Should teachers be the primary decision maker about tech in the classroom?
Teachers want a bigger say on how education technology is selected and delivered in schools, according to a new survey of American teachers.
The survey, conducted by digital education firm TES Global in partnership with the Jefferson Education Accelerator, reveals teachers want to move ed tech decision making closer to the classroom, with many wanting a bigger, more active role in dictating what technology and materials are used in their classrooms.
According to the survey, while 38% of teachers are currently consulted during the decision-making process, 63% want to be the primary decision maker for what technology enters the classroom. Nearly 50% say that decisions are currently left to school, district, or regional leadership.
Respondents assert that teacher buy-in is not a major factor in ed tech purchasing decisions.
Budgetary pressures appear to drive much of ed tech decision-making. Forty-eight percent of respondents believe that cost is the number one influence on ed tech selection, more so than student outcomes (22%) and teacher buy-in (9%).
The survey reveals that only 12% of respondents say school-based technology experts currently make decisions, but 33% of respondents say they should play an important role (second only to teachers).
Half (49%) say parents should play the smallest decision-making role, with District Leadership not far behind (24%).
Despite the research and vetting decisions that are being made at a higher level, teachers continue to create classroom environments they feel are best for their students, the research says.
According to the study, most teachers learn about new technology by researching it on their own or by relying on their teacher peers in the same school or district (38 and 37% respectively).
Sixty percent said that teachers are the best creators of classroom materials, while only six percent believe publishers should be the lead creators.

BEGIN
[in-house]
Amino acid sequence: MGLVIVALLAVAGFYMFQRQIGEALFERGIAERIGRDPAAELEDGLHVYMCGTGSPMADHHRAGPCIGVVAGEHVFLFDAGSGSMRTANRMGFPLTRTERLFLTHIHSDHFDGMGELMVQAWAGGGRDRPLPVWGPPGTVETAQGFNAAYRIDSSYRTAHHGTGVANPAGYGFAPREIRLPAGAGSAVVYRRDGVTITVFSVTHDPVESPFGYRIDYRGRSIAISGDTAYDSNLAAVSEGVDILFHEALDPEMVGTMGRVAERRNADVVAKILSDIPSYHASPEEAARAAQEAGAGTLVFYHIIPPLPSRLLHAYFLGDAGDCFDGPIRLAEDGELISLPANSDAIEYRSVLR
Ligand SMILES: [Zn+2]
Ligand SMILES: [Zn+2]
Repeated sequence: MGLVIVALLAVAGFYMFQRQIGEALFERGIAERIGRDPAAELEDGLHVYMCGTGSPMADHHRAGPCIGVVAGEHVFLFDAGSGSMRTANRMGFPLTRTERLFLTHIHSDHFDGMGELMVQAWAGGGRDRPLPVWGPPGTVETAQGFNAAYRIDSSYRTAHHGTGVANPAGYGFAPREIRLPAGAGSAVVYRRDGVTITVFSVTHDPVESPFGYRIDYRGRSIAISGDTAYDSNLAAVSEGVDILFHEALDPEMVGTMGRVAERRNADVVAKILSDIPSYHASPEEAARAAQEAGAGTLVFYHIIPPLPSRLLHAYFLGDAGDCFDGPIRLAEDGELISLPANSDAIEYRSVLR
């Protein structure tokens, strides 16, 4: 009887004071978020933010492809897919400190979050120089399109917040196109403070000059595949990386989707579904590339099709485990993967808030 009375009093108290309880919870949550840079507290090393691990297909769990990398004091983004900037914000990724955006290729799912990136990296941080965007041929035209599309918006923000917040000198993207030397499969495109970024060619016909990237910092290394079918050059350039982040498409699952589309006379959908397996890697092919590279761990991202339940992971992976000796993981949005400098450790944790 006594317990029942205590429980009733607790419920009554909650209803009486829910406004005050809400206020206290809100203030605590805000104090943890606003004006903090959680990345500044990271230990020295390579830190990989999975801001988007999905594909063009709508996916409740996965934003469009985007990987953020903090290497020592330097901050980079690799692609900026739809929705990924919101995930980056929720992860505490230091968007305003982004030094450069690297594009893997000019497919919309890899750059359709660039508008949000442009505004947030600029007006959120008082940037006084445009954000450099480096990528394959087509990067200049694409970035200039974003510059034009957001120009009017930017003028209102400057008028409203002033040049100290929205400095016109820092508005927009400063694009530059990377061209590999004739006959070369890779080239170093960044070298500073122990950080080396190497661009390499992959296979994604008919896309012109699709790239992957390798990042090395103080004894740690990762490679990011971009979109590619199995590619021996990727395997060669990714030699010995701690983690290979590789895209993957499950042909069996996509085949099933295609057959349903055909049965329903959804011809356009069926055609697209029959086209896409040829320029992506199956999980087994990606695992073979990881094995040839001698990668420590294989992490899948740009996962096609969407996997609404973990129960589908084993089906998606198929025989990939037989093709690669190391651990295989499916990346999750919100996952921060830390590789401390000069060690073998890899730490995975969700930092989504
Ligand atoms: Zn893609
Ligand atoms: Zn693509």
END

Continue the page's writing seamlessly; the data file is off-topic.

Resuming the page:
The survey asked teachers how involved they wanted to be, given that the process of researching and implementing new technology can be complex and time-consuming.
The majority (62%) would like to make decisions based on a defined set of options, while 26% would prefer to make all decisions without someone else narrowing the options.
One in two teachers (48%) say they care most about identifying what products to pilot or roll out, while nearly half of teachers (45%) said that their teacher training programmes failed to make them feel very or somewhat prepared for evaluating and using technology in the classroom.
“Teachers are closest to the needs and behaviours of students, so it’s not surprising they want to have a seat at the table,” says Rob Grimshaw, CEO of TES Global. “Education tech companies, school leadership, and district officials must find more ways to let teachers voice their opinions, so that only the best and most effective technology makes it to the classroom,” he explains.
Bob Pianta, dean of the Curry School of Education at the University of Virginia, and chairman of the Jefferson Education Accelerator, agrees, saying, “Nobody is better situated than classroom teachers when it comes to observing which education technologies are driving meaningful improvements to student learning outcomes.
“Decisions about which ed tech products and services should be in our classrooms should be heavily influenced by teachers who have access to evidence of their impact,” he says.